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Half of Nevadans polled can’t define antisemitism, advisory council finds

Updated June 2, 2024 - 1:42 pm

Half of Nevadans polled were unable to define antisemitism, a new survey released by the Governor’s Advisory Council on Education Relating to the Holocaust found.

Further, 8 percent of respondents said they believe the numbers of those who died in the Holocaust were exaggerated, with 1 percent of respondents believing the Holocaust is a myth.

Elliot Malin, chairperson of the advisory council, a statutory body that advises public and private bodies, wanted to get a true understanding of the state of Holocaust education throughout Nevada. In order to do so, the council surveyed 1,400 registered voters with the financial support of the Nevada Center for Humanity and Jewish Nevada.

According to the survey’s methodology report, the sample demographics were weighted to “accurately reflect the registered voter population.”

For Malin, staying objective meant excluding high school students from the survey. He feels that high school students are more likely to see things that are “right in front of them, right now” and wanted to see instead how education has served those who are past their high school days.

“Unfortunately, I’m not surprised,” Malin said of the survey’s findings. “There were some glimmers of hope but ultimately we must do better.”

Only 37 percent of Nevadans surveyed were able to accurately state the number of Jews who were killed in the Holocaust. Many who got this wrong gave a number lower than the international best estimate of 6 million.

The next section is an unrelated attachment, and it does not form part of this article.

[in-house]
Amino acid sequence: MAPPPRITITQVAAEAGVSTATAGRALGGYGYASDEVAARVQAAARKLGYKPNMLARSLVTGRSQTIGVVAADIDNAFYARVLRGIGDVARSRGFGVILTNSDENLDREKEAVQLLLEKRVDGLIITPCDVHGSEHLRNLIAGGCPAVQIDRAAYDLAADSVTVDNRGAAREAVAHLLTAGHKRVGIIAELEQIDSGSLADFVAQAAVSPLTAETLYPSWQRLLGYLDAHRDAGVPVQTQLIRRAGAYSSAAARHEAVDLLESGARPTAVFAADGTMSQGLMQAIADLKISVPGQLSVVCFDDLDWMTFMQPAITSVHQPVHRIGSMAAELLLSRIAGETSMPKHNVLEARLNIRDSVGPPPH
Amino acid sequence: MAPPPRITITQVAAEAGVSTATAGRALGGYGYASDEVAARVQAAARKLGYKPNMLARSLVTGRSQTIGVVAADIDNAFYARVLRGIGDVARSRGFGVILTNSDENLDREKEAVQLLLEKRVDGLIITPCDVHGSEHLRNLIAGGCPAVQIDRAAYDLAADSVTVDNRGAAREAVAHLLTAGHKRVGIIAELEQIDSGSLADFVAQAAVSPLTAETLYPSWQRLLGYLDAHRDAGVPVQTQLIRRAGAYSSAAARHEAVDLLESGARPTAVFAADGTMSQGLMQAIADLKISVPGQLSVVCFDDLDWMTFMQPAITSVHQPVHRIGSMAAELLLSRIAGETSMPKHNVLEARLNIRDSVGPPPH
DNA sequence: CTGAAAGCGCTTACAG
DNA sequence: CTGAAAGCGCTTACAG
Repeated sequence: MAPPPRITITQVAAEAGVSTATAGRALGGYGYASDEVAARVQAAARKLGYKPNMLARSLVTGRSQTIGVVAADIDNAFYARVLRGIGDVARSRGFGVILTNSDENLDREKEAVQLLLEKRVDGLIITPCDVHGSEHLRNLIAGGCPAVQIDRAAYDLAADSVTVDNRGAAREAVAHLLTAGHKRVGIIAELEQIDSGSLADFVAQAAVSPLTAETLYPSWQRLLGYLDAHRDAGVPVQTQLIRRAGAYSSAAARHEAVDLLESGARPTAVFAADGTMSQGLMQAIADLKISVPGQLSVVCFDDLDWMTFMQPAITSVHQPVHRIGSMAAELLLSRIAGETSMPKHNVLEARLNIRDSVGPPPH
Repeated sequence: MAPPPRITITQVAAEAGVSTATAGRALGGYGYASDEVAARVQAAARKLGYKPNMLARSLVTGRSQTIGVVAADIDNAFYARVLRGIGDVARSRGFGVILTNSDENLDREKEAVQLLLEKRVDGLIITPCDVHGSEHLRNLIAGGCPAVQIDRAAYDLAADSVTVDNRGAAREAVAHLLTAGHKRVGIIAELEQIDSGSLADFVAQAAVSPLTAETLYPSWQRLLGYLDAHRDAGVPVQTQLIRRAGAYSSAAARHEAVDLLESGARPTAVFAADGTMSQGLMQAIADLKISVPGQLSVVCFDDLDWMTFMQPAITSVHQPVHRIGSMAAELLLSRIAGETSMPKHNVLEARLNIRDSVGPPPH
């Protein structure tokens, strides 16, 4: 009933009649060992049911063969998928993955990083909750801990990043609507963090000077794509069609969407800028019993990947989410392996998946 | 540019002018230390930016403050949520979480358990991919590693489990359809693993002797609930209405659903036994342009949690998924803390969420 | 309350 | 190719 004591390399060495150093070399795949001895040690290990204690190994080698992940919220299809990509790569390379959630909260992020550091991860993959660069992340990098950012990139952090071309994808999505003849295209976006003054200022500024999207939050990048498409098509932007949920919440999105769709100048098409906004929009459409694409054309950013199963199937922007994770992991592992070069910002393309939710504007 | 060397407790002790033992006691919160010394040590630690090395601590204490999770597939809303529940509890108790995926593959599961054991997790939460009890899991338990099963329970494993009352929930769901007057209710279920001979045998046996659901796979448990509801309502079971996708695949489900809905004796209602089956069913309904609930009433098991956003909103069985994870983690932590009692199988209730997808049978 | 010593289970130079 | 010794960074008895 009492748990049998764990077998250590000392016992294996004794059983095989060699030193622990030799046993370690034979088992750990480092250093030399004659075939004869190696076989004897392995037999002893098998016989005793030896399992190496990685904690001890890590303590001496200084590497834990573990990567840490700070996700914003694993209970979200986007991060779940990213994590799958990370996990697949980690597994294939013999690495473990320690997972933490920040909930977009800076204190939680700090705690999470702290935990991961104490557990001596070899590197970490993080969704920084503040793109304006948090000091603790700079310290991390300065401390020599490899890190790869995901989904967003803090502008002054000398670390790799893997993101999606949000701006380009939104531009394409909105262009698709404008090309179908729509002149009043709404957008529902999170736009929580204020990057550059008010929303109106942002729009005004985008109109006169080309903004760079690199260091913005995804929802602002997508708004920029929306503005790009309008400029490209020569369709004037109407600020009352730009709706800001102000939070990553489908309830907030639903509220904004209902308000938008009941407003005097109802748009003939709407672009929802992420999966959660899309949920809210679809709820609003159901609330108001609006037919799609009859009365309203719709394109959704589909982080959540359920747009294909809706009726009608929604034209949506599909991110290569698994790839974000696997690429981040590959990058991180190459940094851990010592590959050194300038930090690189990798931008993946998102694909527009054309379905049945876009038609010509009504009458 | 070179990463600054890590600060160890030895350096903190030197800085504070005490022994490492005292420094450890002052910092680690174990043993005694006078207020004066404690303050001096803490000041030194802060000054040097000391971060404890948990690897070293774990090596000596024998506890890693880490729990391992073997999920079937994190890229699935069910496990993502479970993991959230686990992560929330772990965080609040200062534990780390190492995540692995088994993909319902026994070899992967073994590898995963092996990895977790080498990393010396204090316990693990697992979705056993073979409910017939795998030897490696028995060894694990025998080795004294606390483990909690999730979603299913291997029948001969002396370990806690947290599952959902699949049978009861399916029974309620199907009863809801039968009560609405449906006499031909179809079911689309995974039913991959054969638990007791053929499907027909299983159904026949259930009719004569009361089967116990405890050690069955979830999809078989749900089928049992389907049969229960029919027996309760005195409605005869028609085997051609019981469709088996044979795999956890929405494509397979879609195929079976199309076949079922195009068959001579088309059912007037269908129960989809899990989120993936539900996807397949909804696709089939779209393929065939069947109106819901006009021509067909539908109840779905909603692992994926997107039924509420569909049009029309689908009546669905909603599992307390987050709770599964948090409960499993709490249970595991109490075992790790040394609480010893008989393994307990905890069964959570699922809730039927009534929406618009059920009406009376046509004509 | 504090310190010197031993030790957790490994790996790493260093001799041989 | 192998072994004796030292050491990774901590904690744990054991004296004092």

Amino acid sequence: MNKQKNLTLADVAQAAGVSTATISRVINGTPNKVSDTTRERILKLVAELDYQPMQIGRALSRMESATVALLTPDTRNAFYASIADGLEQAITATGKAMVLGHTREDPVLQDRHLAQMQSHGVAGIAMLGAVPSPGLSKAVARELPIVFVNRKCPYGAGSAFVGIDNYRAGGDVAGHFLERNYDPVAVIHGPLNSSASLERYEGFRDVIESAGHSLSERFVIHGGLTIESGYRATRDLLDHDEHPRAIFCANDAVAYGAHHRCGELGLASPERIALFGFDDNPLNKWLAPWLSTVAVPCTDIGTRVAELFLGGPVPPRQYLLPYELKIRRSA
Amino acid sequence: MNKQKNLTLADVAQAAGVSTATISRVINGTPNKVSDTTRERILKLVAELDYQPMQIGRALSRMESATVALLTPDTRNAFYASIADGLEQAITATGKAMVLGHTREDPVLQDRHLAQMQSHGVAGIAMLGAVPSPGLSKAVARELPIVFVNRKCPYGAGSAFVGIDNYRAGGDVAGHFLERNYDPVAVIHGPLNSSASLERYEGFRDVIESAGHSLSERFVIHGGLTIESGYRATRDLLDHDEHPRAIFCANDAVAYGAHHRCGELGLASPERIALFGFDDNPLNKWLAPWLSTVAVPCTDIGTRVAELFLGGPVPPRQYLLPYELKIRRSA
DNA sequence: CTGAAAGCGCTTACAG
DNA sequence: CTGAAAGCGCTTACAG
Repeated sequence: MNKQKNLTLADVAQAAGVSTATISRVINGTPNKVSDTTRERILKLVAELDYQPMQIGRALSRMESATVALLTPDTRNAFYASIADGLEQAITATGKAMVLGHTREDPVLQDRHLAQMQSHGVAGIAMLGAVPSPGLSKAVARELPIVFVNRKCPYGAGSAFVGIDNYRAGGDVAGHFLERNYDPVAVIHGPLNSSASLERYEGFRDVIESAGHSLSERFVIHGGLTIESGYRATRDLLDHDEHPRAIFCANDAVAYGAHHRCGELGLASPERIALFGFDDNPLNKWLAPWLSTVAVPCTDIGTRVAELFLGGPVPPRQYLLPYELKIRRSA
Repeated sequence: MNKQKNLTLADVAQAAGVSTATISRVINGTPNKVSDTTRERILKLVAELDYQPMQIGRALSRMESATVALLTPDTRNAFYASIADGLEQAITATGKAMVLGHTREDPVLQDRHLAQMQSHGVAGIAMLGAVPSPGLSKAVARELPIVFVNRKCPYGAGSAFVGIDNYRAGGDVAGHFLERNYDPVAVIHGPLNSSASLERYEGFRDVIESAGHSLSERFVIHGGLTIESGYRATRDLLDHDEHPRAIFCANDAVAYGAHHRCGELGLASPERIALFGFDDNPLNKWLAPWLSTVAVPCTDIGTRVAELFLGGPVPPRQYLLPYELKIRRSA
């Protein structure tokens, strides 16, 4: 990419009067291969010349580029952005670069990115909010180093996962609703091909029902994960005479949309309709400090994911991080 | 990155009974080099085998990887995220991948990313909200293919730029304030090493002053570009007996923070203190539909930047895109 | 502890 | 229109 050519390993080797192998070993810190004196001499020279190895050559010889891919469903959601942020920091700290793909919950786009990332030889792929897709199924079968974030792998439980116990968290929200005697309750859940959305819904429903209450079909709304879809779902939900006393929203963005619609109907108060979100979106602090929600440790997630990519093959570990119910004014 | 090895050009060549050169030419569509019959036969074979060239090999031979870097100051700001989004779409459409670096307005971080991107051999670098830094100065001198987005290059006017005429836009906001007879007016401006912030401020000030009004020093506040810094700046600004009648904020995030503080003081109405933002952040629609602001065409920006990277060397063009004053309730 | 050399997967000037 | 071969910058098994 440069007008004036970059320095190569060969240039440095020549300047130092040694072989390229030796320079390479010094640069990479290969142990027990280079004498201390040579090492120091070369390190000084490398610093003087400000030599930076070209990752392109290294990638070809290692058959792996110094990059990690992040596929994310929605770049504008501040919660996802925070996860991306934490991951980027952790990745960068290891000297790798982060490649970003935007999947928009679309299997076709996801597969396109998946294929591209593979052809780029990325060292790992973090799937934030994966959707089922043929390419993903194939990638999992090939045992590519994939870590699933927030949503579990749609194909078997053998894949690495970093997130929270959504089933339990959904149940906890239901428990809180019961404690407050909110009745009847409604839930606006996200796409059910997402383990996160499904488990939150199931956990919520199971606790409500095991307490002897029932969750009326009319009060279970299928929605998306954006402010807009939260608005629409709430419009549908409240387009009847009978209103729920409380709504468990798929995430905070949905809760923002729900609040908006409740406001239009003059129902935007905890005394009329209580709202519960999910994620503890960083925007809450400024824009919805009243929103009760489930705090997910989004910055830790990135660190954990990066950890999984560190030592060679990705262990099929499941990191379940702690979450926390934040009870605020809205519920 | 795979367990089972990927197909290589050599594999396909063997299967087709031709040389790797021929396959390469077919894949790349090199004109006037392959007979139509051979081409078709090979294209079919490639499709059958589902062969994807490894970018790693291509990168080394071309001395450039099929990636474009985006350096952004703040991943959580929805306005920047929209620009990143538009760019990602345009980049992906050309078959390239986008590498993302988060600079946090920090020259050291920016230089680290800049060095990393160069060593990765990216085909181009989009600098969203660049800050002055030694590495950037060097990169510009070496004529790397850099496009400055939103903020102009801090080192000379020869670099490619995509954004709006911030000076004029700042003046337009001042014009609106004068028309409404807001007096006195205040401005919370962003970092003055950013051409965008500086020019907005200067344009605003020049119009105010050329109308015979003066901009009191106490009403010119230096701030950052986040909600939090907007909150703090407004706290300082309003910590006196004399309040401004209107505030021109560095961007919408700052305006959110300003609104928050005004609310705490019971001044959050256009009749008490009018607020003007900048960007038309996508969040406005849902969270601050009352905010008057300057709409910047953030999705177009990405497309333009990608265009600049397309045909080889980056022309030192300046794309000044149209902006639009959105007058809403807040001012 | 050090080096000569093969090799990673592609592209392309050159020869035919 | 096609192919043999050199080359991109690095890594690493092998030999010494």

Though the survey concluded that Holocaust knowledge is low, particularly among younger Nevadans, Malin said that the findings also reveal opportunities to grow.

Part of this growth involves combating an onslaught of misinformation and disinformation. “This isn’t unique to the Holocaust, or to the conflict in the Middle East,” Malin said. His strategy is to welcome conversation.

Malin recalled a day spent protesting in Reno just two weeks after Hamas terrorists attacked Israel on Oct. 7. He said he held a sign reading “Hamas wants dead Jews.”

“One of the individuals came and talked to me,” Malin said. He remembered responding that he felt the person had valid questions. “We should be asking these questions.”

He then recalled a man yelling at pro-Palestinian protesters, saying bigoted remarks. He said he asked him to stop saying things that were hurtful.

“I recognize the pain that my community is in, but I also have to recognize the pain that their community is in,” he said, emphasizing the importance of centering humanity.

The survey also revealed that 30 percent of respondents had seen or heard of Nazi symbols appearing in their communities. This number neared 40 percent when applied to online communities.

The majority of users reported seeing Holocaust jokes on Telegram, which Malin said he wasn’t necessarily surprised by given the encrypted, often anonymous nature of the platform.

What did surprise him was a large amount of the same content reported on Snapchat. This was “really alarming,” he said. “It’s somebody you know, it’s a friend.”

Moving forward, Malin believes in education through collaboration to try and change some of these statistics.

“Holocaust education is not just history — it’s music, it’s literature. It can be cooking,” he said. “We need to be doing things together.”

Contact Estelle Atkinson at eatkinson@reviewjournal.com.

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